Tag Archives: New York

New York facing challenges behind the scenes

Runners are hoping for better news in the 2013 ING NYC marathon.

Runners are hoping for better news in the 2013 ING NYC marathon.

We’re still four months away from a foot pounding Central Park in anger, but the 2013 ING New York City Marathon is already facing challenges behind the scenes. Fresh off the cancellation mismanagement in the aftermath of Hurricane Sandy last year, news is now surfacing that the race will be searching for a new naming rights sponsor and is struggling to fill charity entry allocations.

Following a decision to rebrand and move away from it’s Netherland parent-company, ING US will not renew it’s naming night sponsorship of New York and will withdraw from long distance running sponsorships in the USA, including races in Miami and Connecticut. They have been the primary sponsor of NYC since 2003. The New York Road Runners (NYRR) are reportedly seeking $10m a year for naming rights.

In another blow, it has surfaced that half of the more than 8,000 spots allocated for runners raising money for charities are not filled. It is speculated that the low uptake may be due to the mismanagement of last year’s race, fear following the Boston Marathon bombing in April and the fact that NYRR were behind schedule in allocating the charity spots, doing so only eight weeks ago.

The marathoning community, especially in the US, could certainly use a boost following the issues surrounding both Boston and New York so we hope that these are just minor glitches on the way to restoring the NYC Marathon back to its prestige of been the most desired race for marathoners.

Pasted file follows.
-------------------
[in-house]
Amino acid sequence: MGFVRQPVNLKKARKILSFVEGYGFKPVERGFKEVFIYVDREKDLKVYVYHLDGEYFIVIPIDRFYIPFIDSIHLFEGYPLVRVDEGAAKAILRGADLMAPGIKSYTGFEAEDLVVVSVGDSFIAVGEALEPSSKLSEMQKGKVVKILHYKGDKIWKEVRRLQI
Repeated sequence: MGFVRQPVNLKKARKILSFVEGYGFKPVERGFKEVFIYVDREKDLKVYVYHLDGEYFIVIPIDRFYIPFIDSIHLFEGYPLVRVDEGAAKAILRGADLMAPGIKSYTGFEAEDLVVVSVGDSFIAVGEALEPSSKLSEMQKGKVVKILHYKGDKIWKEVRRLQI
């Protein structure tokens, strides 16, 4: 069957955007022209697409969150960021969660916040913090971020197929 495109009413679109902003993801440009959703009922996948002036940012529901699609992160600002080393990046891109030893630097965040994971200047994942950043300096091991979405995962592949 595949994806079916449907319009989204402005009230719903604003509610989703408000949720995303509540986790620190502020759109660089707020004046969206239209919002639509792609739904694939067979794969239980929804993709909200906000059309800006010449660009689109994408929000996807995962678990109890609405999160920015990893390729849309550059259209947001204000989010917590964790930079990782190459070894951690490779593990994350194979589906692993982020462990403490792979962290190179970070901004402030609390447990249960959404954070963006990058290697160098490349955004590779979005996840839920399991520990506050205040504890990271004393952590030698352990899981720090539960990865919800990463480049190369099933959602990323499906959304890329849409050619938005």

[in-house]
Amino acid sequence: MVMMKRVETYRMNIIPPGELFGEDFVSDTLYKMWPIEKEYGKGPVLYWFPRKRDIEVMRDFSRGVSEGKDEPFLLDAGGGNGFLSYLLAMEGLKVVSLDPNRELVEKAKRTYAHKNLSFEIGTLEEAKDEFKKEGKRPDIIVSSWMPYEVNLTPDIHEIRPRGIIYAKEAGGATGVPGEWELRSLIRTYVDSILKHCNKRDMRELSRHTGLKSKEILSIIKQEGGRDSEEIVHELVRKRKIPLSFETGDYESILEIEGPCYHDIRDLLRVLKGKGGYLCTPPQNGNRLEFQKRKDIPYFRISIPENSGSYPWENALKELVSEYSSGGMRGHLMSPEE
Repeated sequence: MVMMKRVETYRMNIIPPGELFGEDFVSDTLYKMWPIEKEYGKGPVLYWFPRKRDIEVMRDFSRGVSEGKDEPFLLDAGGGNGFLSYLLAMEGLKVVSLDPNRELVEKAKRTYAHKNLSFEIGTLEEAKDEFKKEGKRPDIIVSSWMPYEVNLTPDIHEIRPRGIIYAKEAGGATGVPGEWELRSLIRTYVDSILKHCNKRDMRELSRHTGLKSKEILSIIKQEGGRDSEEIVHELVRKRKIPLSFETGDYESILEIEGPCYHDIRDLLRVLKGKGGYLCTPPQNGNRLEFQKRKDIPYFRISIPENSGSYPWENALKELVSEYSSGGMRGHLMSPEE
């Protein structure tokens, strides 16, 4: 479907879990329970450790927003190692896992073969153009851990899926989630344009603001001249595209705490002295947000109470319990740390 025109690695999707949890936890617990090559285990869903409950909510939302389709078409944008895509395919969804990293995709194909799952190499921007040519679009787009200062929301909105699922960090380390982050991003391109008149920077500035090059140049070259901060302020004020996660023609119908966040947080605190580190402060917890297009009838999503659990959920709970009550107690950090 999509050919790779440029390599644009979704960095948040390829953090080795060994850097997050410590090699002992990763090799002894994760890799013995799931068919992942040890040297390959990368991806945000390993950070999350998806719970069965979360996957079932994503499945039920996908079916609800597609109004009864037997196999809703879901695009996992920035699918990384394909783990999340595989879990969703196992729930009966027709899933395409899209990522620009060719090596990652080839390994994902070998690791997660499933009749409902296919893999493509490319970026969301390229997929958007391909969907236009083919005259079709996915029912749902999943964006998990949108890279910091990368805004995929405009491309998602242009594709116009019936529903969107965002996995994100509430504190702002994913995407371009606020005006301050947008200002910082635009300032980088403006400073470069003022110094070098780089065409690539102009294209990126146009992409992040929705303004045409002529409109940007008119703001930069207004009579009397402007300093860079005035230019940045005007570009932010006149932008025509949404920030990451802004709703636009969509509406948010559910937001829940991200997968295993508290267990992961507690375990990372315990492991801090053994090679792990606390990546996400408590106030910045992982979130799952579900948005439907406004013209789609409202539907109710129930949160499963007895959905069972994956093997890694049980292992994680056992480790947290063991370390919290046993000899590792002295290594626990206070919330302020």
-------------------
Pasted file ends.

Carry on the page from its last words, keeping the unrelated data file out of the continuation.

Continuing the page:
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The 2013 elite marathon schedule

Tokyo will launch the 2013 World Marathon Majors

Tokyo will launch the 2013 World Marathon Majors

The year after an Olympics is always hard to follow, but a quick glance at the marathon calendar appears to have plenty to keep the interest flowing. The highlight will be the IAAF World Championships, held in Moscow. The women’s marathon will be on the opening day of the event, Saturday 10 August while the men will be on the penultimate day, Saturday 17 August.

In terms of the first main race of the year, Dubai will unofficially start off the year on 25 January, where it is expected there will be a cluster of super fast times similar to last year. For the formal World Marathon Major schedule however it will be a debut race to start off the year with the addition of Tokyo running on 24 February.

From there the calendar can be planned out as follows:

  • Boston Marathon, 15 April
  • Virgin London Marathon, 21 April
  • Berlin Marathon, 29 September
  • Bank of America Chicago Marathon, 13 October
  • ING New York City Marathon, 3 November

The big question will be which nation will dominate the 2013 marathon year? 2011 was so clearly owned by the Kenyans but 2012 saw Ethiopia claw back some ground.

2013datesThe World Marathon Majors last year still saw a strong Kenyan dominance with Wesley Korir winning Boston, Wilson Kipsang in London and Geoffrey Mutai running the fastest time of the year in winning Berlin while Ethiopia’s Tsegay Kebede won Chicago. There was no winner for New York with the race cancelled due to Hurricane Sandy and Uganda’s Stephen Kiprotich scored the upset win at the Olympics.

On the women’s front Ethiopia took three of the five majors; Aberu Kebede winning in Berlin, Atsede Baysa in Chicago and Tiki Gelana running away with the Olympic title. For Kenya it was 2011-12 World Marathon Major winner, Mary Keitany, who won last year’s London Marathon and compatriot Sharon Cherup taking the honours in Boston.